Over 100 years ago the men of this state fought, and as you see, many died for the principle. They took up arms to defend what was right. What a contrast to our present day situation. There is such wide-spread apathy across our country that many people don't even know what a principle is let along stand and fight for one. And what's so ironic is that we all feel so sophisticated in today's educated society and those poor lads in 1861 who went to war to defend their way of life were over 90 percent illiterate! Somewhere along the years we have lost some of the quality to life."




Tidbits # 52 - Charlotte County

I found this tidbit in Rowland's MISSISSIPPI, Vol I A-K and thought that it might be of interest.

" This was the western division originally of British West Florida and included Mobile and the country to the Mississippi. Mobile was the seat of government, subordinate to Pensacola. The gulf coast of the present State was a part of it, also Baton Rouge. The gulf coast was opened by treaty with the Choctaws in 1765. After 1770 the Natchez district, to the Yazoo, was added, and the boundary established by treaty with the Indians. The population of the river border rapidly increased, and before 1778, or in that year, the county was divided, and the districts of Manchac and Natchez established."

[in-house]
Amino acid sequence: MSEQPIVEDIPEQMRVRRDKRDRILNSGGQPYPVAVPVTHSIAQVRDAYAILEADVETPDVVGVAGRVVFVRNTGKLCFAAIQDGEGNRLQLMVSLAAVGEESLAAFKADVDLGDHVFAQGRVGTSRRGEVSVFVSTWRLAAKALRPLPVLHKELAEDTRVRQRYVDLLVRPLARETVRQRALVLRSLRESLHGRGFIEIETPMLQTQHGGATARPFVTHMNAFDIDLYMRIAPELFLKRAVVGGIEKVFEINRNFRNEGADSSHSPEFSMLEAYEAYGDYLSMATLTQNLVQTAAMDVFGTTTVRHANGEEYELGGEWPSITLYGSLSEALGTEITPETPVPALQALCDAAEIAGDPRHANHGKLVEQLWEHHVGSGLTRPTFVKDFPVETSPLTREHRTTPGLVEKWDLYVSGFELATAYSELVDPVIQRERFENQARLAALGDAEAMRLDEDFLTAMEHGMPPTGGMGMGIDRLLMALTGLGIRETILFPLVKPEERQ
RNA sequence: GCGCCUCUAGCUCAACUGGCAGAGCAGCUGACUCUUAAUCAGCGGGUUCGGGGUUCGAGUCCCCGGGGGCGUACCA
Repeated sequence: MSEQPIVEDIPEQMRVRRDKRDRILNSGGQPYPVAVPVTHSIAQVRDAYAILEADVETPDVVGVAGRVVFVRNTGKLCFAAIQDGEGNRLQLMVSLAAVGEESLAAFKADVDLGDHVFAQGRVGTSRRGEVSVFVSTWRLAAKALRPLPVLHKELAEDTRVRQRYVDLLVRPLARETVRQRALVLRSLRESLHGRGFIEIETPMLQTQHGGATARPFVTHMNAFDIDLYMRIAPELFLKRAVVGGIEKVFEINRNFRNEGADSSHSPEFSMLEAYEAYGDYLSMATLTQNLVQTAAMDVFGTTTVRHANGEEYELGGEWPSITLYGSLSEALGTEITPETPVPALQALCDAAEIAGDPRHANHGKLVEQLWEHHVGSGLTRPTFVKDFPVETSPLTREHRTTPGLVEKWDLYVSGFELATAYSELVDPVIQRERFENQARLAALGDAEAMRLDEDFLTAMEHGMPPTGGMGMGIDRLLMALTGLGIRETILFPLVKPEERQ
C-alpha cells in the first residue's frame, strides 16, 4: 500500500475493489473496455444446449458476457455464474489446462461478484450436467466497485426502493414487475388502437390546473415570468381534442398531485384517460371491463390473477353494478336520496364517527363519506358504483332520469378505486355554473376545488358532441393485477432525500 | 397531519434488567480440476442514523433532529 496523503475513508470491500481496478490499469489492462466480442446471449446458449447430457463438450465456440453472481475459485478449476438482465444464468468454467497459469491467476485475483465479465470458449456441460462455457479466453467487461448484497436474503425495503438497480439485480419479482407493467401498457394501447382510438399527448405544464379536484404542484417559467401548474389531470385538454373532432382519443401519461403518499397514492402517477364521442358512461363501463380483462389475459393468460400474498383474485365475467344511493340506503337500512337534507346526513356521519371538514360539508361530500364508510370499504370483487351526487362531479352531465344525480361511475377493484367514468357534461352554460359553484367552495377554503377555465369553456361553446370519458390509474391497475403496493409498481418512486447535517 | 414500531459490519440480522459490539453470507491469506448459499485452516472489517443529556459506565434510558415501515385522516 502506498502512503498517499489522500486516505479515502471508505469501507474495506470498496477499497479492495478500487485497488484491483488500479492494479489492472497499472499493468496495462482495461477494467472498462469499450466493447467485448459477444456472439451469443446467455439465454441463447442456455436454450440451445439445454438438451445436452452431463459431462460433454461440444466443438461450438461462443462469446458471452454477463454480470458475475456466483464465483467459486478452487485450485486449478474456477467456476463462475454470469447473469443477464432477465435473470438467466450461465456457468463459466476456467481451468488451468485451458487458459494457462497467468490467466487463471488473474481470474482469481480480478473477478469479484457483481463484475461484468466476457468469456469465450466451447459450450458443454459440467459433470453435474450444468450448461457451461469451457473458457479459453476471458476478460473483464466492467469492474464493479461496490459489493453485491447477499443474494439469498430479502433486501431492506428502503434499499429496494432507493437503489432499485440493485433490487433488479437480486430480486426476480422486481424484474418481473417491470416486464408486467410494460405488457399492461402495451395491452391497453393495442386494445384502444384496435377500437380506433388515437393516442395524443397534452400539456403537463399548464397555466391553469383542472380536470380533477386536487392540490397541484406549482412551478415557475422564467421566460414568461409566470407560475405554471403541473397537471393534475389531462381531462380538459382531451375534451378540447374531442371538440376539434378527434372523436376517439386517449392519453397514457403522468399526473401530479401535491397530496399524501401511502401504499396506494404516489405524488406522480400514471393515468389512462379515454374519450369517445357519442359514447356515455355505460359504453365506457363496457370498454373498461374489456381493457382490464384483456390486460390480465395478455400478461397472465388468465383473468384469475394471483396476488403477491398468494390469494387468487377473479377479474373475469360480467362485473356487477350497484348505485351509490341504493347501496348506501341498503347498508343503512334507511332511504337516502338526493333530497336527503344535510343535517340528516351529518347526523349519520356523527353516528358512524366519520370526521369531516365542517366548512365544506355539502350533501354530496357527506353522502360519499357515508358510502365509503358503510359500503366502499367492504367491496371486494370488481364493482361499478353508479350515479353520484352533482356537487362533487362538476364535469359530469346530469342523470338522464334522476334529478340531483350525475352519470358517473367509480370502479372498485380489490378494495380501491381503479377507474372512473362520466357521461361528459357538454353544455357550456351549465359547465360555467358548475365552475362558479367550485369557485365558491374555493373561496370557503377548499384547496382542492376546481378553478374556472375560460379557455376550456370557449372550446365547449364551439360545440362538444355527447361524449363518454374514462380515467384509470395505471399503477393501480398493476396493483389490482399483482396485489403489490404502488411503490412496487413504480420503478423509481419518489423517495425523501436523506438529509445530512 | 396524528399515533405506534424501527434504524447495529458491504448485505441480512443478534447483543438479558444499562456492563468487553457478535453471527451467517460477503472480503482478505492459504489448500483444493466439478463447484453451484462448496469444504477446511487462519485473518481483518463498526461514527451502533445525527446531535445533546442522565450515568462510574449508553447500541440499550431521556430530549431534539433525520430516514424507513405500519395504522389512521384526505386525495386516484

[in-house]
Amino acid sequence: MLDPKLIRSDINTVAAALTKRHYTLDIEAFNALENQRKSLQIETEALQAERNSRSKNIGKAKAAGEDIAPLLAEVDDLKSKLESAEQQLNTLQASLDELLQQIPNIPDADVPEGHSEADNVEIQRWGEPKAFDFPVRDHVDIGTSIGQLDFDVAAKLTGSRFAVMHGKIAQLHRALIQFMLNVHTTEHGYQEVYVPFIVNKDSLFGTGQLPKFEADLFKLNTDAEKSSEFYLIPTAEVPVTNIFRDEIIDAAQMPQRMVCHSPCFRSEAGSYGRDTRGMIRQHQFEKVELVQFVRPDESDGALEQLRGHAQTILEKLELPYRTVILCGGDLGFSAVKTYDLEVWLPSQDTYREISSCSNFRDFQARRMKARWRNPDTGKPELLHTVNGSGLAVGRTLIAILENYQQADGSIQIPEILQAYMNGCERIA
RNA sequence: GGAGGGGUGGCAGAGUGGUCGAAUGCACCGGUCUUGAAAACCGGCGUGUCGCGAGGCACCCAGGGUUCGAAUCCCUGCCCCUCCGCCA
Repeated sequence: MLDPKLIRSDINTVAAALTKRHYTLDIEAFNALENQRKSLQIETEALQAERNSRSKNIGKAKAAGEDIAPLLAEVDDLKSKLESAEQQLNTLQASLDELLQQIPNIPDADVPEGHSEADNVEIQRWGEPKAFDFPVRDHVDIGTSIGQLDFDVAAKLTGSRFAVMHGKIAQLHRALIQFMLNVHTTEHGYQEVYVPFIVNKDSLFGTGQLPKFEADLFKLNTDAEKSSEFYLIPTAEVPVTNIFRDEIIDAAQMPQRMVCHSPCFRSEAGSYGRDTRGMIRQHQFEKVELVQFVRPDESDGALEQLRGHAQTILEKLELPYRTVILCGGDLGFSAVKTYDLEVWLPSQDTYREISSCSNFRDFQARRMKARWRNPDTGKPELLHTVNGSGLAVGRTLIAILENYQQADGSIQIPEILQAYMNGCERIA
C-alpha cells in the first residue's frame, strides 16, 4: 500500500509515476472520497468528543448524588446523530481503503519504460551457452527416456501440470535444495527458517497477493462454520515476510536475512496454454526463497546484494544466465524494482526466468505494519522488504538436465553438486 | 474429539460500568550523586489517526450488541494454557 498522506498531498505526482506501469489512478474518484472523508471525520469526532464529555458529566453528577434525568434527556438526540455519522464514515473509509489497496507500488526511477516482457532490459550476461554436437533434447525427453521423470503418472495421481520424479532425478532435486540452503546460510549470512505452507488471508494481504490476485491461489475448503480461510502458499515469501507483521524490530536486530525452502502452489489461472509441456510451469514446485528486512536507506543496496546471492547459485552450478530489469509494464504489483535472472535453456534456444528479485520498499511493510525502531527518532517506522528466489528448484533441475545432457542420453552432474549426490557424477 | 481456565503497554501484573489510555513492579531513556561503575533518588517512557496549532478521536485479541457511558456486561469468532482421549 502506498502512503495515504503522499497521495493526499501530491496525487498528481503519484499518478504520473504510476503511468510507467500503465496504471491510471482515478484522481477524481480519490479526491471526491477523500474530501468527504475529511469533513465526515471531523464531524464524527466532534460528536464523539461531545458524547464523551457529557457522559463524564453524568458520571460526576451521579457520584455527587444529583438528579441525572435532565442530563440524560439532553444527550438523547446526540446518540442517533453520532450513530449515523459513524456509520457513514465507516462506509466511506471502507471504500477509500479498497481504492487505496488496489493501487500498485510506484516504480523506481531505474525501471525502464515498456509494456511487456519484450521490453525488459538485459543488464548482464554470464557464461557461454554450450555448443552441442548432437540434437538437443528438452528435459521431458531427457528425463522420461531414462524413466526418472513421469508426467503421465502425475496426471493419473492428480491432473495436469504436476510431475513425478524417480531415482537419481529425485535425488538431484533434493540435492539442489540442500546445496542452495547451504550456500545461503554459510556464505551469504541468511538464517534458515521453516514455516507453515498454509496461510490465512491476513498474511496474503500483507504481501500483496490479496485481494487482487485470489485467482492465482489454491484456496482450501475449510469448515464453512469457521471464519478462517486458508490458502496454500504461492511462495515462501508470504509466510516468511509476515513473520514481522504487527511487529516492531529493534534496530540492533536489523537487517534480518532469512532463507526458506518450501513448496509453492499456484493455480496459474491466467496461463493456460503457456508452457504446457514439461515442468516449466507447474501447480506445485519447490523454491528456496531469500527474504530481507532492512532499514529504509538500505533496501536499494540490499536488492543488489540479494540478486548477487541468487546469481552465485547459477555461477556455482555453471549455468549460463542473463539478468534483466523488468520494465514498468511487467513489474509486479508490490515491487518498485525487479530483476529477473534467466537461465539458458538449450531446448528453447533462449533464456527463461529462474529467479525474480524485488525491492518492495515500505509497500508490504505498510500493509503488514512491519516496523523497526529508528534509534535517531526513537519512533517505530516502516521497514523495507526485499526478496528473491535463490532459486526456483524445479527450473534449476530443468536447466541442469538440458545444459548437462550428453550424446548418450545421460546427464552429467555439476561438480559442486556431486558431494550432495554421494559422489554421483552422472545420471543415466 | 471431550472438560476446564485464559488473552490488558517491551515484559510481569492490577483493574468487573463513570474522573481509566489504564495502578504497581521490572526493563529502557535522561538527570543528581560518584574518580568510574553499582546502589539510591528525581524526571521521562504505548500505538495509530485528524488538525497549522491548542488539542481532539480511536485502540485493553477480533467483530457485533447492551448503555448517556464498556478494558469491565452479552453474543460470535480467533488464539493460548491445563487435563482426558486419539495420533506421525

Tidbits # 54 Daniel Beasley

Taken from MISSISSIPPI VOL I by Dunbar Rowland

DANIEL BEASLEY, was a Virginian, who settled in Greenville, Jefferson county, in the early Territorial period, and practiced law. He was also sheriff of the county, an intelligent and popular man, with many personal friends. He had an affair on honor with a Mr. Fry, a rising member of the bar, of the same county. They fought opposite Rodney, and the latter fell. It was peculiarly